Nicholson was then placed under surveillance by the FBI. Nicholson was watched during his travels to Thailand, Malaysia and Singapore, where he was seen in unauthorized meetings with Russian intelligence officers. The CIA assigned Nicholson to a management position in the counterterrorism branch at CIA Headquarters, while keeping a close eye on him. The CIA limited his access to information on Russian matters and Chechnya, in particular, which were the primary subjects of interest to his Russian handlers.
The FBI also retrieved mail sent from Nicholson to his handlers from local public post boxes, where he signed postcards under the alias "Nevil R. Strachey." One such postcard had code words requesting a meeting with the SVR in Switzerland in November 1996. That same month he was scheduled to travel to Europe on official CIA business to meet with European intelligence officers. Nicholson told the CIA he planned to take a personal vacation to Zurich afterwards. On November 16, 1996, the FBI arrested Nicholson at Dulles International Airport outside Washington; he had a ticket to Zurich, a bundle of exposed film and a computer disk bearing classified information from CIA files.
Jim Nicholson was convicted of selling U.S. intelligence to Russia for $300,000 and was sentenced to 23 years 7 months of imprisonment on June 5, 1997. He did not get a life without parole or death sentence as prosecutors said he had cooperated fully with them after his arrest. Prosecutors believed that he had sold the identities of all the U.S. intelligence officers stationed in Russia, as well as the identities of his trainees at the CIA school. He told the court that he had intended for the money he received from the Russians to benefit his children.
Although his case received far less publicity than that of Aldrich Ames, and apparently caused less damage to U.S. national security, Nicholson was said to be the highest ranking CIA official ever convicted of spying for a foreign power. In court, Nicholson stated he actually was inspired to commit espionage by looking at the case of Aldrich Ames, rather than being deterred by it.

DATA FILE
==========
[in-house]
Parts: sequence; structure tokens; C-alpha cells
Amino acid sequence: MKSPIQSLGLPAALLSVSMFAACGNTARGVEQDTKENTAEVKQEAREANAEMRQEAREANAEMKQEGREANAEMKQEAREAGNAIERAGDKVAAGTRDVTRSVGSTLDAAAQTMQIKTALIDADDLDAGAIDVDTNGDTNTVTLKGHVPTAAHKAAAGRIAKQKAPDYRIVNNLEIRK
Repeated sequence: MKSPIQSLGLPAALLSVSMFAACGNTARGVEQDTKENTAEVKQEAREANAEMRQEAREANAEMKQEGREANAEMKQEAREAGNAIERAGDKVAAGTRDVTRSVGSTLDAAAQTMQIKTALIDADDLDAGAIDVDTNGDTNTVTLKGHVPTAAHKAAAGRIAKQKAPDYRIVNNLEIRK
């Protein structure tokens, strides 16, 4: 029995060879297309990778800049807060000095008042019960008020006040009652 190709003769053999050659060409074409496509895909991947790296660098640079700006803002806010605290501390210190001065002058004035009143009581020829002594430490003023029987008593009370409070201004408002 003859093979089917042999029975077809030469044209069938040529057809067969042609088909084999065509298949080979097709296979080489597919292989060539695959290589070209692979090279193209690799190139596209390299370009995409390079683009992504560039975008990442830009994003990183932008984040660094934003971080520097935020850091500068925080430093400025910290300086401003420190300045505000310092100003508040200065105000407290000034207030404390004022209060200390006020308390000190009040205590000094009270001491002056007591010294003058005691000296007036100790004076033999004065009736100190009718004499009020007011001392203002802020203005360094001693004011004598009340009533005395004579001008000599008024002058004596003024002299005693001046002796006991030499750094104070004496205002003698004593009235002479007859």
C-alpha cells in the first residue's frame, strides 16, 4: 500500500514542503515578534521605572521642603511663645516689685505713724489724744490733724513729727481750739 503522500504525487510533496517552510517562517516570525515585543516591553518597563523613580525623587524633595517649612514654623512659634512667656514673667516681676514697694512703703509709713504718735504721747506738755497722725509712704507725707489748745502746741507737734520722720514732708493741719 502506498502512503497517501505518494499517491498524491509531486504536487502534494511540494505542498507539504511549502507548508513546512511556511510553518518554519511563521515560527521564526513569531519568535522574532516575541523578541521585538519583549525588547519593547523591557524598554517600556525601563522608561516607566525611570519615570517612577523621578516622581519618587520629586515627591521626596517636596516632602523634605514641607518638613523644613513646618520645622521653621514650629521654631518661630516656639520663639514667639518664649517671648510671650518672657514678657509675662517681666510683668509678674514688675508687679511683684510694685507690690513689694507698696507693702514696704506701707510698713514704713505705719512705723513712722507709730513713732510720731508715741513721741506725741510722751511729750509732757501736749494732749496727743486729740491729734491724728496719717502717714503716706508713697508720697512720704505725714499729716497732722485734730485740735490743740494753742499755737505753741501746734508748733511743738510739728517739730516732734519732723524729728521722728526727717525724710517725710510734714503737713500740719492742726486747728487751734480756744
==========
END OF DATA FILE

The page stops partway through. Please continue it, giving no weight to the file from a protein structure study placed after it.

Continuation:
At the end of 2008, his youngest son Nathaniel Nicholson was arrested; prosecutors said Jim Nicholson had used his son to collect more than $47,000 from Russian officials in Mexico, Peru and Cyprus for past spy work: between December 2006 and December 2008 Nathaniel had met with representatives of the Russian Federation six times, including twice at a consulate in San Francisco. Jim Nicholson was pulled out of prison to plead in court on charges of conspiracy along with his son.
On January 18, 2011, Nicholson was sentenced to eight more years in prison, having pleaded guilty to charges of conspiracy to act as an agent of a foreign government and conspiracy to commit money laundering; five other charges had been dropped as part of the plea deal. Nathaniel Nicholson had been sentenced in December 2010 to five years on probation after making a deal with prosecutors to help build the case against his father.
- Smith, W. Thomas (July 1, 2003). "Nicholson, Harold James". Encyclopedia of the Central Intelligence Agency. Infobase Publishing. p. 177.
- Tennent H. Bagley. Shedding Light on Cold War Mysteries. Wall Street Journal Europe, March 7, 1994.
- "Affidavit for U.S. v. Harold J. Nicholson". loyola.edu.
- "Twice convicted ex-CIA spy gets 8 more years". Fox News. Associated Press). 2011-01-19. Retrieved 2013-08-25.
- Weiner, Tim (6 June 1997). "C.I.A. Traitor, Saying He Wanted Cash for Family, Gets 23 Years". The New York Times. Retrieved 25 January 2011.
- Weiner, Tim (4 June 1997). "C.I.A. Traitor Severely Hurt U.S. Security, Judge Is Told". The New York Times. Retrieved 25 January 2011.
- FBI affidavit (2008)
- "Ex-CIA Spy Renewed Russian Contact via Son". USA Today. Associated Press. January 29, 2009. Retrieved 2011-01-22.
An imprisoned ex-CIA spy and his son have been charged with renewing contact with the father's former Russian handlers to get more money—and perhaps a "pension"—for his espionage.
- "Inmate Locator". Bureau of Prisons.